I write a lot about how to travel with chronic pain. But what about the opposite–what shouldn’t you do when you travel with chronic pain or a hidden disability? How have I screwed up my trips in the past? Which screw-ups have caused major pain flares, debilitating exhaustion, or a post-trip crash that was worse than expected?
Oh, where to begin? I think I could come up with 100 ways I’ve messed up over the years. But to begin, here are 10 major screw-ups that could seriously mess up a traveler with pain. How do I know? I’ve committed most of them. Learn from my mistakes…don’t do any of this stuff, and enjoy happier, healthier, comfier journeys.
- Be spontaneous! Decide to take a weekend getaway…on Friday afternoon.
Spontaneity is great when it means picking up flowers for my sweetie on the way home from work one night. For traveling with pain–not so much. Spontaneous travel means no time to research anything at my destination, no time to prep my meds, little time to pack properly, and no way to relax or prepare myself physically for the rigors of travel.
- Don’t research the destination.
Going someplace I know nothing about sounds romantic and exciting and adventurous, right? Yeah, right up until I find out at my arrival airport that my medication is illegal in the country I’d tried to visit and I ended up right back on the plane home, or stuck in a tiny windowless room answering questions for hours, or in a foreign jail.
No, this one has never happened to me. But it’s an example of something that could really happen to a traveler with pain who didn’t do her research on her destination.
- Plan out every minute of every day of your trip.
Now this one I’ve done. I’m most guilty of it on business trips. I plan to spend whole days in sessions, attending lectures, and walking exhibition halls at conferences. And after about one day of trying to be “up and at ’em” all day long, my concentration tanks, my pain revs up, and if I keep it up, I end up collapsed on a floor in an incoherent heap. Usually in some embarrassingly public place.
- Travel like a healthy, broke 19-year-old boy.
That is, pack a big ol’ camping backpack full of gear, budget $25/day for lodgings, refuse to book any motel rooms so as to “stay flexible,” don’t carry any food or plan for any prescription refills, eschew phrase books, and end up “sleeping” in third-rate hostels or on train station benches half the time. Oh, and be sure to stay up all night clubbing and drinking as often as possible.
I’d be dead within a week, no matter how many aggro travel writers claim that this is the only true way to experience the world.
- Get up early whether it feels good or it hurts like hell.
My family has a lot of morning people in it. These people expect everyone traveling with them to be out of bed and ready to head out on excursions by 7 a.m. on a daily basis. When I try to keep up, I end up with severe pain flares. My body hates mornings, and doesn’t give a good ******** that Haleakala is prettiest at sunrise.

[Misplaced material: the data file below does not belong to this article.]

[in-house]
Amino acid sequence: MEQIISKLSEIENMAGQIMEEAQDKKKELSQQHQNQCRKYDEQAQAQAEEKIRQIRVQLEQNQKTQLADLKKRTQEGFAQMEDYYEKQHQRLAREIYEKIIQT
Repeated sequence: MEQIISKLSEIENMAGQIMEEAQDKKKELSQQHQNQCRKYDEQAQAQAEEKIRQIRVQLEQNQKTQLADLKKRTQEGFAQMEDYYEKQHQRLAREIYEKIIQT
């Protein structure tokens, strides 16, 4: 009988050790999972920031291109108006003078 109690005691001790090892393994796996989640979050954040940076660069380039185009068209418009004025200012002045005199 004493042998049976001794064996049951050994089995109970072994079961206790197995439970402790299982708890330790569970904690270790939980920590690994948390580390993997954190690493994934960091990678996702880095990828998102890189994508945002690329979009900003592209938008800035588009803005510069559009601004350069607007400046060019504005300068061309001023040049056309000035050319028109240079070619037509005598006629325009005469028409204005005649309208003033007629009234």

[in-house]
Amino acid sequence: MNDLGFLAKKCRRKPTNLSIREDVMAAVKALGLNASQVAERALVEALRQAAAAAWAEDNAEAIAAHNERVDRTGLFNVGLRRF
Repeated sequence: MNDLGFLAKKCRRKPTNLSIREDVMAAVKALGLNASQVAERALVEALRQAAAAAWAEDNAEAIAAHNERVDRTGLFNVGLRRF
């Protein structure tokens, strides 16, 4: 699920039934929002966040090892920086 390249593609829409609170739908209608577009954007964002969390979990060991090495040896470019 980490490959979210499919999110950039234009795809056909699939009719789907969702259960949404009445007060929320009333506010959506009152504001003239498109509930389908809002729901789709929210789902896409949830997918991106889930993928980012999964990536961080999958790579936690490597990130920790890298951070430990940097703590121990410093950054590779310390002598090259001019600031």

- Stay out late, hanging out at dive bars or crowded clubs.
On the other hand, I have friends who are major-league night owls. They like to stay up all night dancing to trance music in the woods at Burning Man-style weekend-long parties. I can’t do that any more than I can do the dawn patrol.
- Drink too much.
‘Cause there’s nothing like alcohol to make an already difficult physical situation better. Especially if the liquor will be blending with multiple medications. Whee!!! *splat*
- Don’t use the wheelchair at the airport, even if you need it.
Pride is important. So is being able to stand up and walk around. My pain requires me to choose between these two important items. The times I’ve chosen pride and walked through airport security, I’ve regretted it. Every single time.
- Cut transit timing close.
I once decided that one hour would be plenty of time to catch a flight at LAX on a holiday Monday. I was right, by a margin of about 5 minutes. They were actually calling my name at the gate and threatening to close the doors by the time I made it out to the concourse. The stress this caused definitely did not diminish my pain.
- Fail to keep emergency food and drink close at hand.
Why carry water and food when traveling? There will always be something on hand at my destination to eat and drink, right? Nope. Not if I arrive at a small town near the Kern River at 9:12 p.m. Even the convenience store in that town closed at 9 p.m. And that’s not even going into that time in Tuscany where the four of us in the travel party had to make dinner out of saltless crackers, apple sauce, powdered Ensure, and a bottle of Limoncello donated to us by a bunch of Aussies who took pity on us.The bright side of that trip to Italy? I lost five pounds.